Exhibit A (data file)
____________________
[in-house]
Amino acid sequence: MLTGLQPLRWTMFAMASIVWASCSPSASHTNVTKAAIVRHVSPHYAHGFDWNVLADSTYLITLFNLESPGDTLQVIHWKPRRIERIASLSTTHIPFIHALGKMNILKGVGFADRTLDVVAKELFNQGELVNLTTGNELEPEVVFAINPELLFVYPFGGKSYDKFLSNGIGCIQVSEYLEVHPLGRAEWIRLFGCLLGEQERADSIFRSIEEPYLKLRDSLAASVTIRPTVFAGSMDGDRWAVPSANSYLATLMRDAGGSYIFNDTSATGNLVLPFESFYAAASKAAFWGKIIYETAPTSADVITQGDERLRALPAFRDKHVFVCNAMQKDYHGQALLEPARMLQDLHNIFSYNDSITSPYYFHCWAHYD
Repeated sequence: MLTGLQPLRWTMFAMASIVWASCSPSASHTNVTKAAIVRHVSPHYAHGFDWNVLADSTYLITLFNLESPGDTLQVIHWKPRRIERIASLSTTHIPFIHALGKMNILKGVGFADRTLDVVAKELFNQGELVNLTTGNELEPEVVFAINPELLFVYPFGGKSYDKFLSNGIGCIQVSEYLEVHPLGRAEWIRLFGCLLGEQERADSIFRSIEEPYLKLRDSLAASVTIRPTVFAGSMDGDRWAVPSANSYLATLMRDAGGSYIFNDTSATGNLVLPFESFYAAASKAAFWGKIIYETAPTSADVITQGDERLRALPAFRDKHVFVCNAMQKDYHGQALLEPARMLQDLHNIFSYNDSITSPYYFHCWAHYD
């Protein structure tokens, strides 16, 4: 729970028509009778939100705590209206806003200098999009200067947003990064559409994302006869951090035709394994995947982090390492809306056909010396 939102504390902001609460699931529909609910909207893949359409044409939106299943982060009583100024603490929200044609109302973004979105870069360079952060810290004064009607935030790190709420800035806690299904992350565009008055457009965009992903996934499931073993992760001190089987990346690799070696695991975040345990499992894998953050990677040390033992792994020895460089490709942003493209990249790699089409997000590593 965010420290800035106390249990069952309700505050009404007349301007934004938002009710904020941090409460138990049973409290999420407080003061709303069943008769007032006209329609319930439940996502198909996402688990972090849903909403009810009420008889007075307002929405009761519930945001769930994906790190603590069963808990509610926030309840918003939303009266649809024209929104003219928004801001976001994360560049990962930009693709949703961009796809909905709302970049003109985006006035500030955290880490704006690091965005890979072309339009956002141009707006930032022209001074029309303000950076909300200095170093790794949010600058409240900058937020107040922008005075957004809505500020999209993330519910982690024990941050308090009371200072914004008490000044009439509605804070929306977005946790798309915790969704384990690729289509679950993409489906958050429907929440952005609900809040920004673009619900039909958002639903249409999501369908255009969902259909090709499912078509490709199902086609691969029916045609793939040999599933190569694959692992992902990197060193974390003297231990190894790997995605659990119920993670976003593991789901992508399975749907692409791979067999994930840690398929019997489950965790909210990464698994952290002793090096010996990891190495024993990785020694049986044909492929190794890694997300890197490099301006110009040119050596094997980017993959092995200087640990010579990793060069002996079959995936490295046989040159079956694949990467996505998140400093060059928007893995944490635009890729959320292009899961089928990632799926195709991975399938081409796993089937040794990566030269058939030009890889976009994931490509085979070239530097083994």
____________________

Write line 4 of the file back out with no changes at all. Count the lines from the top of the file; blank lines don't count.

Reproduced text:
């Protein structure tokens, strides 16, 4: 729970028509009778939100705590209206806003200098999009200067947003990064559409994302006869951090035709394994995947982090390492809306056909010396 939102504390902001609460699931529909609910909207893949359409044409939106299943982060009583100024603490929200044609109302973004979105870069360079952060810290004064009607935030790190709420800035806690299904992350565009008055457009965009992903996934499931073993992760001190089987990346690799070696695991975040345990499992894998953050990677040390033992792994020895460089490709942003493209990249790699089409997000590593 965010420290800035106390249990069952309700505050009404007349301007934004938002009710904020941090409460138990049973409290999420407080003061709303069943008769007032006209329609319930439940996502198909996402688990972090849903909403009810009420008889007075307002929405009761519930945001769930994906790190603590069963808990509610926030309840918003939303009266649809024209929104003219928004801001976001994360560049990962930009693709949703961009796809909905709302970049003109985006006035500030955290880490704006690091965005890979072309339009956002141009707006930032022209001074029309303000950076909300200095170093790794949010600058409240900058937020107040922008005075957004809505500020999209993330519910982690024990941050308090009371200072914004008490000044009439509605804070929306977005946790798309915790969704384990690729289509679950993409489906958050429907929440952005609900809040920004673009619900039909958002639903249409999501369908255009969902259909090709499912078509490709199902086609691969029916045609793939040999599933190569694959692992992902990197060193974390003297231990190894790997995605659990119920993670976003593991789901992508399975749907692409791979067999994930840690398929019997489950965790909210990464698994952290002793090096010996990891190495024993990785020694049986044909492929190794890694997300890197490099301006110009040119050596094997980017993959092995200087640990010579990793060069002996079959995936490295046989040159079956694949990467996505998140400093060059928007893995944490635009890729959320292009899961089928990632799926195709991975399938081409796993089937040794990566030269058939030009890889976009994931490509085979070239530097083994």